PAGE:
The film's little over two hours running time is heavily padded out with plenty of scenes that reek of wasted money and annoying high school-grade melodrama. When Carter is on Mars, he is able to jump really high and has immense strength that comes and goes whenever the writers feel like it. This is all due to the differences in gravity and the strength of the human muscles of an Earthling. Beyond the fact of implementing more costly CGI work, the creators decided to limit Carter's profound abilities, something which could turn the tide of warfare between the cities and win the hand of the Helium Princess Dejah Thoris, not by having equally strong opponents but by having Carter whine and be aloof the entire time. See, he's still very sad that his wife and daughter we never got to know or care about died, and he doesn't stick his neck for nobody anymore. Due to this audience-hating device, you have to sit through the film watching the strangely plentiful villains win basically every round in combat way too easily while Carter just mopes around.

The sad thing is that when Carter is motivated or uses his internal willfulness to survive, you are treated to great action sequences and fantastic swashbuckling. These moments only last a short time but there is so much fun to take in over the copious amounts of misfortunes. Some of it comes off as bait for dumbfounded audiences but it's so rich and campy that it becomes the Hail Mary's of the film. For instance, the character everyone is bound to love is Woola, a dog-like alien with a special hidden talent. He reeks of creative desperation and easy audience adoration but he's wonderfully designed, a lot of fun to follow along with, and has a better character arc than John Carter himself. There are even several instances where the minor characters help alleviate the pain and make it an enjoyable popcorn movie. For instance, Bryan Cranston is inexplicably in this during the tedious Earth segments as a cavalry officer, yet he has great chemistry with the main character and partakes in one of best interrogation scenes ever. The same goes for James Purefoy, who plays Helium hero Kantos Kan, who has a delightful sequence with John Carter involving hostage-taking. Too bad John Carter is the one who has to be carried by the others instead of being able to carry the film himself.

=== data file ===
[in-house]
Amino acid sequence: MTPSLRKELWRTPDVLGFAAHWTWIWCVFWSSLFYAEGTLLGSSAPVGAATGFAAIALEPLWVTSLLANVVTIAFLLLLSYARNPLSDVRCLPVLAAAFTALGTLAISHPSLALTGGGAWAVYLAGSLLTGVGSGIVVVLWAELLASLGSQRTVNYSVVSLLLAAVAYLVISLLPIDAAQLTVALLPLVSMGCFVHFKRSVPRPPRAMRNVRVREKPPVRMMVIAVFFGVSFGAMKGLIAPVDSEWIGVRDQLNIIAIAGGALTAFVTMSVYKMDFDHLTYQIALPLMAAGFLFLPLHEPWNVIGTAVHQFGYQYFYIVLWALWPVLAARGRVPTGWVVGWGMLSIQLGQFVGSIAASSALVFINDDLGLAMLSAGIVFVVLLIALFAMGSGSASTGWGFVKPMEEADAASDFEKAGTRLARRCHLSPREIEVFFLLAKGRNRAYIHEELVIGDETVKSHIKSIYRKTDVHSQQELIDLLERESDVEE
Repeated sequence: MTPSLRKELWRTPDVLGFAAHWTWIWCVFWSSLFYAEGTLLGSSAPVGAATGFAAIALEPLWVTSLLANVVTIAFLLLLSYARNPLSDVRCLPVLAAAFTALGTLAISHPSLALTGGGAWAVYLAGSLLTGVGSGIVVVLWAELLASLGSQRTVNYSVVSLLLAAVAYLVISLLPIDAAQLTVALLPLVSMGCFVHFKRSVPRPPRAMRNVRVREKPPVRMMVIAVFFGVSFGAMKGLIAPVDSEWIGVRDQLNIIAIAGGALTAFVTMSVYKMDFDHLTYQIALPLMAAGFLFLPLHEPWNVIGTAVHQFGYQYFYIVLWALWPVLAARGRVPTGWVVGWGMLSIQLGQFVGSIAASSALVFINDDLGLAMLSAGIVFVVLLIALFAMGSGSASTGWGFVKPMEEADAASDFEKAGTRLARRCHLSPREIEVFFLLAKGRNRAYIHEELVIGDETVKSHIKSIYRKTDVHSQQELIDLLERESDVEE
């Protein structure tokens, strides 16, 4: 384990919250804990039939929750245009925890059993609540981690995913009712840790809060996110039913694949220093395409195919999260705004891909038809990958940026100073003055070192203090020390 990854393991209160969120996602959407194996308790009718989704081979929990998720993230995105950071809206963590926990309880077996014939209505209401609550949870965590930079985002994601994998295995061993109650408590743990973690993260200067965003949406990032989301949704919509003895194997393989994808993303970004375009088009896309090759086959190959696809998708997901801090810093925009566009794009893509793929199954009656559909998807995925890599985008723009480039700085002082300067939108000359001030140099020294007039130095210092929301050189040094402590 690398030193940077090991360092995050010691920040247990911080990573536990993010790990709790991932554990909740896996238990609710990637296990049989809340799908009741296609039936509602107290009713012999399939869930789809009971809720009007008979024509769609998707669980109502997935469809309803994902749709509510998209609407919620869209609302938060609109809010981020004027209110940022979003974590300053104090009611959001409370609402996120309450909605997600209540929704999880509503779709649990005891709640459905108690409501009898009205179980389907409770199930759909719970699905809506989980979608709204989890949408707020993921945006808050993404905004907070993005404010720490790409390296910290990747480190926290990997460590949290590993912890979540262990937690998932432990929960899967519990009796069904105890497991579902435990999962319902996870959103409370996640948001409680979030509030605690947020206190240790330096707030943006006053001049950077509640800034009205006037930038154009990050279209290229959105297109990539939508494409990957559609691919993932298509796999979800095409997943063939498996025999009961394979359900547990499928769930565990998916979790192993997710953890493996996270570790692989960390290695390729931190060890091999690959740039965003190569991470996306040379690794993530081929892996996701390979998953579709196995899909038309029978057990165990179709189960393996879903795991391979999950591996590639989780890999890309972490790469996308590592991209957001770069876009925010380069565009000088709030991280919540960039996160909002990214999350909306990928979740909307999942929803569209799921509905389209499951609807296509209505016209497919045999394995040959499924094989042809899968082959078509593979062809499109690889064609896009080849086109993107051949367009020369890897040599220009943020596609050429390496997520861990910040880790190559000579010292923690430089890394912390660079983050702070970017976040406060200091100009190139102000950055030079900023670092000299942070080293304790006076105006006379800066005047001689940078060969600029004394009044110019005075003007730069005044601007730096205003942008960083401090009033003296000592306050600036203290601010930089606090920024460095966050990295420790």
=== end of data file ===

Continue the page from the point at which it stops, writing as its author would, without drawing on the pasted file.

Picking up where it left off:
Casting Taylor Kitsch, an actor who absolutely defines the term "hit or miss", as John Carter proved to be a choice chosen poorly. He's always too gruff and Bale-Batman like in his voice and manners, too modern to be believed to be existing in the 19th century. Of course, this is more of a supporting actors film, so they are the ones who truly get to shine. Lynn Collins as Princess Dejah gets to be the better conflicted hero, a person who can be crafty and manipulative when necessary yet is proud of her people and willing to sacrifice herself in battle or in marriage for the greater good. Willem Dafoe has a lot of fun as the voice of Tars Tarkas, the king of the Tharks, going beyond the CGI created acting to make him a respectable yet tough leader. Both Ciaran Hinds and Dominic West get to ham it up a bit as the kings of Helium and Zodanga respectively.